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Research article - Peer-reviewed, 2022

Defining Quantitative Targets for Topsoil Organic Carbon Stock Increase in European Croplands: Case Studies With Exogenous Organic Matter Inputs

Bruni, Elisa; Guenet, Bertrand; Clivot, Hugues; Katterer, Thomas; Martin, Manuel; Virto, Inigo; Chenu, Claire;


The EU Mission Board for Soil Health and Food proposed a series of quantitative targets for European soils to become healthier. Among them, current soil organic carbon (SOC) concentration losses in croplands (0.5% yr(-1) on average at 20 cm depth) should be reversed to an increase of 0.1-0.4% yr(-1) by 2030. Quantitative targets are used by policy makers to incentivize the implementation of agricultural practices that increase SOC stocks. However, there are different approaches to calculate them. In this paper, we analyzed the effect of exogenous organic matter (EOM) inputs on the evolution of SOC stocks, with a particular focus on the new European targets and the different approaches to calculate them. First, we illustrated through two case-study experiments the different targets set when the SOC stock increase is calculated considering as reference: 1) the SOC stock level at the onset of the experiment and 2) the SOC stock trend in a baseline, i.e., a control treatment without EOM addition. Then, we used 11 long-term experiments (LTEs) with EOM addition in European croplands to estimate the amount of carbon (C) input needed to reach the 0.1 and 0.4% SOC stock increase targets proposed by the Mission Board for Soil Health and Food, calculated with two different approaches. We found that, to reach a 0.1 and 0.4% increase target relative to the onset of the experiment, 2.51 and 2.61 Mg C ha(-1) yr(-1) of additional C input were necessary, respectively. Reaching a 0.1 and 0.4% increase target relative to the baseline required 1.38 and 1.77 Mg C ha(-1) yr(-1) of additional input, respectively. Depending on the calculation method used, the estimated amounts of additional C input required to reach each quantitative target were significantly different from each other. Furthermore, the quality of C input as represented by the C retention rate of the additional organic material (EOM and crop residue), had a significant effect on the variation of SOC stocks. Our work highlights the necessity to take into consideration the additional C input required to increase SOC stocks, especially for soils with decreasing SOC stocks, when targets are set independently of the baseline.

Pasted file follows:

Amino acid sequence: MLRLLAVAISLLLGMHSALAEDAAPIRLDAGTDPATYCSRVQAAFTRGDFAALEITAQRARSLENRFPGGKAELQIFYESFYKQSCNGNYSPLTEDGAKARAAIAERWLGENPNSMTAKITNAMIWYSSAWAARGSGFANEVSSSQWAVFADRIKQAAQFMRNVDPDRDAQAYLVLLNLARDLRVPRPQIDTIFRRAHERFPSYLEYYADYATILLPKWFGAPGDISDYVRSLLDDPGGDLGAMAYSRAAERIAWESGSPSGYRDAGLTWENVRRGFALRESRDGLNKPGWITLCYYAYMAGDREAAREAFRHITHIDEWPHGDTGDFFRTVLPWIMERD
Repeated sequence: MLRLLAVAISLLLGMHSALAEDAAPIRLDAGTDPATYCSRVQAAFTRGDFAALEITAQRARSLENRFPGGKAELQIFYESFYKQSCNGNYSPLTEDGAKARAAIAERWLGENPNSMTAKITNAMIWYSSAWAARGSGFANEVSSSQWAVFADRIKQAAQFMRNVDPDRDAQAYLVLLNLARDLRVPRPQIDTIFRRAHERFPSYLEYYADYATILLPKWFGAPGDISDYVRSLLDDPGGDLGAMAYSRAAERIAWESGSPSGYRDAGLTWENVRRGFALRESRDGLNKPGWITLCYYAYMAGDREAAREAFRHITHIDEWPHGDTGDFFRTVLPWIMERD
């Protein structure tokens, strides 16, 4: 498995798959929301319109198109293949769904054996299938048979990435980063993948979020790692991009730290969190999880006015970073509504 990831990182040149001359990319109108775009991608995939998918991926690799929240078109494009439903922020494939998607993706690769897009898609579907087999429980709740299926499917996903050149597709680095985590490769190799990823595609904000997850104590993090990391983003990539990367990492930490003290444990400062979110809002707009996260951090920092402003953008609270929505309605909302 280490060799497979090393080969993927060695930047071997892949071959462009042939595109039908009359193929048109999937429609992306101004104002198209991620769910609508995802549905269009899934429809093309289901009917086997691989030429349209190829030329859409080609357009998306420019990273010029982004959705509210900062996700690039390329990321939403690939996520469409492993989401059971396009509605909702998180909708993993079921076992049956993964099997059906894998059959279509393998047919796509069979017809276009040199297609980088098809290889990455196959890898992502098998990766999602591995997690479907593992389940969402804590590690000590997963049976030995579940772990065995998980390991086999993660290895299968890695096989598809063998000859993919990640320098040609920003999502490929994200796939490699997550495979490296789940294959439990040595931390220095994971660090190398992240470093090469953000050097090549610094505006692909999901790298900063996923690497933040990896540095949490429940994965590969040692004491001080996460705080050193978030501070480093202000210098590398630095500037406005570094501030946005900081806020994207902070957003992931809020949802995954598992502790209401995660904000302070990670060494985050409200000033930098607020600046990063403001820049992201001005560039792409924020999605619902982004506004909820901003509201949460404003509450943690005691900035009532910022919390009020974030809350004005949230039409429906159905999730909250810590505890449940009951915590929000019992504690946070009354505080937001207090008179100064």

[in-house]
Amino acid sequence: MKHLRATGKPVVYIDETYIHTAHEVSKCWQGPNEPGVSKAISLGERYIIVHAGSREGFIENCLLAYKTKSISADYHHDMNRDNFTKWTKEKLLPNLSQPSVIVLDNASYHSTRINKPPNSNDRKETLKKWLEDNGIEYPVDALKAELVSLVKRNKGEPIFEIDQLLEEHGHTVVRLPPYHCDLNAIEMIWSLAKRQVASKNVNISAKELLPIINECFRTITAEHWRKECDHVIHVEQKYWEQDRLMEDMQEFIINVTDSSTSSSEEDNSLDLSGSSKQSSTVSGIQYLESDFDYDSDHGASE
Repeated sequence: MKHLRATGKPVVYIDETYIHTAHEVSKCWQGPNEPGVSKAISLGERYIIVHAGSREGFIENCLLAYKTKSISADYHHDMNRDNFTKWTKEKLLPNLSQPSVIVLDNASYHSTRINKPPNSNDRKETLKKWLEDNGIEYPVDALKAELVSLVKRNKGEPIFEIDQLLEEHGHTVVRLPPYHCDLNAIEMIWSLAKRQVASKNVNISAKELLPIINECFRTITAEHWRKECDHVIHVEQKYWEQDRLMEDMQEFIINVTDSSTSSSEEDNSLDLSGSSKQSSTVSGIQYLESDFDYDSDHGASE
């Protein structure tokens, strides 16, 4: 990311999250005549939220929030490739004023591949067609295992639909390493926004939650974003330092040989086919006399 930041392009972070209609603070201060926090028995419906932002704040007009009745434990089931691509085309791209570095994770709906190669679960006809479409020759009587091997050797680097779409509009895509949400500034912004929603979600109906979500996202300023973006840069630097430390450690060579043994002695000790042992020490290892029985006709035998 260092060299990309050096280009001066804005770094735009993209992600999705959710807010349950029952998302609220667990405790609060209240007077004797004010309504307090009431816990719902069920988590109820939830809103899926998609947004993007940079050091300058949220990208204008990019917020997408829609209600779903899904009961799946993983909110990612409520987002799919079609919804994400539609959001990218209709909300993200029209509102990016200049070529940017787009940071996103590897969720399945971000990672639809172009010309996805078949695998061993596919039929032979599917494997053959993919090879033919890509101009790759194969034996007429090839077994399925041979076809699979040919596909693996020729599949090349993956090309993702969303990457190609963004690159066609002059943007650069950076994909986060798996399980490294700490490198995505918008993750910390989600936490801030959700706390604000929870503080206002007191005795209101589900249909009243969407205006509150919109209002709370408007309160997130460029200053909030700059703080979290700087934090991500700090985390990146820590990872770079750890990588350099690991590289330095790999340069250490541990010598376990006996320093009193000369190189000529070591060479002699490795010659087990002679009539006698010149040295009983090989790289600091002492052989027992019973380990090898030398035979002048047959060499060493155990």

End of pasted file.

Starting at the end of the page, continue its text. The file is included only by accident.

soil organic carbon; 4 per 1000; exogenous organic matter; agriculture; Europe 2030 targets; climate change

Published in

Frontiers in Environmental Science

2022, volume: 10, article number: 824724

Authors' information

Bruni, Elisa
Universite Paris Saclay
Guenet, Bertrand
Ecole Normale Superieure (ENS)
Clivot, Hugues
Swedish University of Agricultural Sciences, Department of Ecology
Martin, Manuel
Virto, Inigo
Universidad Publica de Navarra
Chenu, Claire

Sustainable Development Goals

SDG13 Climate action

UKÄ Subject classification

Soil Science

Publication Identifiers


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